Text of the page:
'Gosnell' Movie Adds '2016' Co-Director John Sullivan as Executive Producer (Exclusive)

Gosnell Key Art - H 2014

Gosnell Key Art - H 2014

The project, about an abortion doctor convicted of murder, has raised more than $2.2 million through crowdfunding

John Sullivan, who co-directed a couple of the more successful political documentaries in history, will executive produce Gosnell, a movie being made independently through a historic crowdfunding campaign that has raised more than $2.2 million thus far at Indiegogo.com.

Sullivan co-directed Dinesh D'Souza's debut film, 2016: Obama's America as well as its follow-up, America. The former earned $33 million at the domestic box office, making it the second-most-popular political documentary of all time. The latter earned $14 million, also a very strong showing for a documentary film.

Gosnell is planned as a scripted drama about Dr. Kermit Gosnell, an abortion doctor imprisoned without the possibility of parole for murder and involuntary manslaughter. A grand jury found that, over several decades until convicted in 2013, Gosnell committed very late-term abortions, killed babies and endangered the lives of his patients.

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Although the project quickly exceeded its $2.1 million goal — and in doing so, set a then-record at Indiegogo for a movie — it recently became one of the few film projects taking part in the site's "forever funding" beta test, which allows projects to raise money long after the originally stated goal has been met.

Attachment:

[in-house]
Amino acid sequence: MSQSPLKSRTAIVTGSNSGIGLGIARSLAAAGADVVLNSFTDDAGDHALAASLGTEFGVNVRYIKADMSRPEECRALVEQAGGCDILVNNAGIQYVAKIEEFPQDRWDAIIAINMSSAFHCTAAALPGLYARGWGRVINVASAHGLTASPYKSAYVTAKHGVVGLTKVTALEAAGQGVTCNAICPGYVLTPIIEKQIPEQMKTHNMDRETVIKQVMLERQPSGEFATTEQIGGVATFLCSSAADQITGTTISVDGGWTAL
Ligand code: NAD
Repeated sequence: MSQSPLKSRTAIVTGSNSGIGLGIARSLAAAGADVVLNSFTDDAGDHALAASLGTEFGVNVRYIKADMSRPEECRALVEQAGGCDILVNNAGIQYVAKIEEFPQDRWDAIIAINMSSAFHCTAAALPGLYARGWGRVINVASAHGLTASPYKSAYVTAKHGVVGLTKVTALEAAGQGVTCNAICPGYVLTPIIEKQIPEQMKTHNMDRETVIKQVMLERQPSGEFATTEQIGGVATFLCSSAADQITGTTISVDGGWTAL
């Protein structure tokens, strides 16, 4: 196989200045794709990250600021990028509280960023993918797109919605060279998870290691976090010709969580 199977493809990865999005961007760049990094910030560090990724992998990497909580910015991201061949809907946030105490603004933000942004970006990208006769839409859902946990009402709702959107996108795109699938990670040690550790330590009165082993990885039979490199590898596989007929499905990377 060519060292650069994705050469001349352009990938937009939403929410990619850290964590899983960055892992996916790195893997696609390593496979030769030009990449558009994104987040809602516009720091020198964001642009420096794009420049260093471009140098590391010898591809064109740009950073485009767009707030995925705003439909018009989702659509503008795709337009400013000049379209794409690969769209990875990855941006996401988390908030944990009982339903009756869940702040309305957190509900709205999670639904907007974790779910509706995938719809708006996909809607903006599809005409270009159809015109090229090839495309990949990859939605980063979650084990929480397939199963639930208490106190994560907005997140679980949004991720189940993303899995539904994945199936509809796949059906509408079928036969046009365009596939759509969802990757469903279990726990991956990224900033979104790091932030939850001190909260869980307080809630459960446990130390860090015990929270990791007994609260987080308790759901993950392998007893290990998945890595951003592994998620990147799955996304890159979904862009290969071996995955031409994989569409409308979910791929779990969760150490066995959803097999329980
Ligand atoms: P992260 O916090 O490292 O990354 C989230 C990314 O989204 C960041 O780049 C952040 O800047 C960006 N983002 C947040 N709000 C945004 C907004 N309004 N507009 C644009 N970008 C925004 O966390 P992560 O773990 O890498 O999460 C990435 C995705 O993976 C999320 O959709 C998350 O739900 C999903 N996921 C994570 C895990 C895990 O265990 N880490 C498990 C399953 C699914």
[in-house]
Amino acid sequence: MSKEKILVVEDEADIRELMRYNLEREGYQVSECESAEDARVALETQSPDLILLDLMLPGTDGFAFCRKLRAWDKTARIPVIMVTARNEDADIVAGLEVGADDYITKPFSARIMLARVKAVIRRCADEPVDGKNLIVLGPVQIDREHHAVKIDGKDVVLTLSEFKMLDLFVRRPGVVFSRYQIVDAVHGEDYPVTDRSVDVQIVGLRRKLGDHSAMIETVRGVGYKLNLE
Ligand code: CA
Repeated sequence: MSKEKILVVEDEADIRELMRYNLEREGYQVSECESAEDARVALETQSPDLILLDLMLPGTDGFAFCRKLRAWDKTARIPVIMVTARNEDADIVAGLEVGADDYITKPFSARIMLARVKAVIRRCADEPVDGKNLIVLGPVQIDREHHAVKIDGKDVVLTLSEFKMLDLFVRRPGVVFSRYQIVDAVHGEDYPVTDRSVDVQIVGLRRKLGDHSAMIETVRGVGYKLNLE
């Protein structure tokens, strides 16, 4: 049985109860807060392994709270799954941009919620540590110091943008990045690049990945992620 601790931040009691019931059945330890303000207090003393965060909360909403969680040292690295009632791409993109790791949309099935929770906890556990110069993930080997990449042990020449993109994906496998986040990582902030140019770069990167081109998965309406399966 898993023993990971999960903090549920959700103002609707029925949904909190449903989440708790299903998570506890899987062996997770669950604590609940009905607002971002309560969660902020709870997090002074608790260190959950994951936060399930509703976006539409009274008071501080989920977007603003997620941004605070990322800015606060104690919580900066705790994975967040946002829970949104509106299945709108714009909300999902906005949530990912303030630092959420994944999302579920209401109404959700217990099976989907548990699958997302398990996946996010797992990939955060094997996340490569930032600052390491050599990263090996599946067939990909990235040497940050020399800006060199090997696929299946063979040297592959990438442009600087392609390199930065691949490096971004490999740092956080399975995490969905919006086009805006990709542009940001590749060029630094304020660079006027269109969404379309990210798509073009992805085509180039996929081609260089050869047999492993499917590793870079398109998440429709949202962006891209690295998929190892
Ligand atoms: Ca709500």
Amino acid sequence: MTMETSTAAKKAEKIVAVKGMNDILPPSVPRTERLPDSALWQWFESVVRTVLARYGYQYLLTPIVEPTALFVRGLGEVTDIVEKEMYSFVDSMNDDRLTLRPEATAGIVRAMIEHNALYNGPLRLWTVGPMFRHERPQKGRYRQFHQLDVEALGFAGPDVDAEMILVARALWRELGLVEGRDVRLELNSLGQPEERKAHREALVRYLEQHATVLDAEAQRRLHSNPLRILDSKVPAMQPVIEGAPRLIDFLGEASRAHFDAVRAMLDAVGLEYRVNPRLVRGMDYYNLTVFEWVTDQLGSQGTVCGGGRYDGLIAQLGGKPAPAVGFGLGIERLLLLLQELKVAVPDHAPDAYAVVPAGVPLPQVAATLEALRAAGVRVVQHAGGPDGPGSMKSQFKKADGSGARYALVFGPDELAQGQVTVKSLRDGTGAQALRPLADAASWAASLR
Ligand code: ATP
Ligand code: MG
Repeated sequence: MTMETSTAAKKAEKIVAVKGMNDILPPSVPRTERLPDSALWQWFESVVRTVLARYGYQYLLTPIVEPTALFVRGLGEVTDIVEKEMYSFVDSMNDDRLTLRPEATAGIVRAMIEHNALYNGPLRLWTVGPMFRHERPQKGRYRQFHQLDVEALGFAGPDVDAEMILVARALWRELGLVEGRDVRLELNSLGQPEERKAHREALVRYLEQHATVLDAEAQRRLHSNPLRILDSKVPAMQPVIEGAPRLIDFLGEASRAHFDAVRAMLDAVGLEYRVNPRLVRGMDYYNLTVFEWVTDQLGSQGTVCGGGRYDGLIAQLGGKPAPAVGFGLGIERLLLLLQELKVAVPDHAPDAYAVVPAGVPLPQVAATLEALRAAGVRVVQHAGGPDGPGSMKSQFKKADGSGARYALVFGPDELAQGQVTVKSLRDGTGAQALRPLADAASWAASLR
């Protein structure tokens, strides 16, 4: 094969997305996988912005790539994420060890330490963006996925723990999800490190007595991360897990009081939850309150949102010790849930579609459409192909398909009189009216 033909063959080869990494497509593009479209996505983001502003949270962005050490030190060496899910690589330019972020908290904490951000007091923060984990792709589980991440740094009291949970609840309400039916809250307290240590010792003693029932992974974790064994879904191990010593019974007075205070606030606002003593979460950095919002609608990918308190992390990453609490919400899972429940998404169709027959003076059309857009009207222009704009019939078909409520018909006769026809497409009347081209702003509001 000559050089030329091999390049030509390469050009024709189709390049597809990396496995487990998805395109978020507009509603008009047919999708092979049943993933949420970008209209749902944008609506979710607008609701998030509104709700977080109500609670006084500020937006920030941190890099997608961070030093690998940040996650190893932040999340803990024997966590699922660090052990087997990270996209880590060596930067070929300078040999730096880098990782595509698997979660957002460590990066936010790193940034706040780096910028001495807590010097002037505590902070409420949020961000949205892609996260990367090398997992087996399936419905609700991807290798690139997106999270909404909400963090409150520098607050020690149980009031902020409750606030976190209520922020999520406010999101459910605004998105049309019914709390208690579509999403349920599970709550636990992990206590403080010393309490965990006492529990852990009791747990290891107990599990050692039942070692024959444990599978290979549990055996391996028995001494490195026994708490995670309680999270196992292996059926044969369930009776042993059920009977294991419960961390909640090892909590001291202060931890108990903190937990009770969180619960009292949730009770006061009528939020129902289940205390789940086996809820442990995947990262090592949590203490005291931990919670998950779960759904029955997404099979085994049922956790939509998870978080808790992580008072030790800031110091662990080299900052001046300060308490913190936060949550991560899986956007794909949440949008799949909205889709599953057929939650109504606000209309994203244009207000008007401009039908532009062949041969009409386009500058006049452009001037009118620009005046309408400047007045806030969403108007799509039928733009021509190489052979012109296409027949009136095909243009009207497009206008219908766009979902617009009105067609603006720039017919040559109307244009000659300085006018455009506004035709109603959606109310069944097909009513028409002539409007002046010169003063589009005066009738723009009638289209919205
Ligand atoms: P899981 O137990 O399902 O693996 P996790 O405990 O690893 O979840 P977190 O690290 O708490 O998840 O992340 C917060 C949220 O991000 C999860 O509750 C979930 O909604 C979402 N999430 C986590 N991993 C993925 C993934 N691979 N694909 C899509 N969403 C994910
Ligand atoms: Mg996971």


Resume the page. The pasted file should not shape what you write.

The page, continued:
Gosnell is produced by Phelim McAleer and his wife, Ann McElhinney, along with Magdalena Segieda, and the filmmakers are expected to announce today the addition of Sullivan. The movie, which was originally planned as a TV movie but now will be a feature film, is written by Andrew Klavan, a novelist whose True Crime was turned into a movie starring and directed by Clint Eastwood and whose Don't Say a Word was made into a movie starring Michael Douglas.

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Sullivan said his goal is to bring the story of Gosnell — including the media personalities, pro-choice activists and bureaucrats who enabled him — "to the screen in a factual but compelling way in all of its unfortunate details. It is a tragic but mesmerizing story of a man who has been called the biggest serial killer in America."

Email: Paul.Bond@THR.com

Dec. 15, 6:54 a.m.: Updated to reflect Gosnell is planned as a feature film and no longer a TV movie.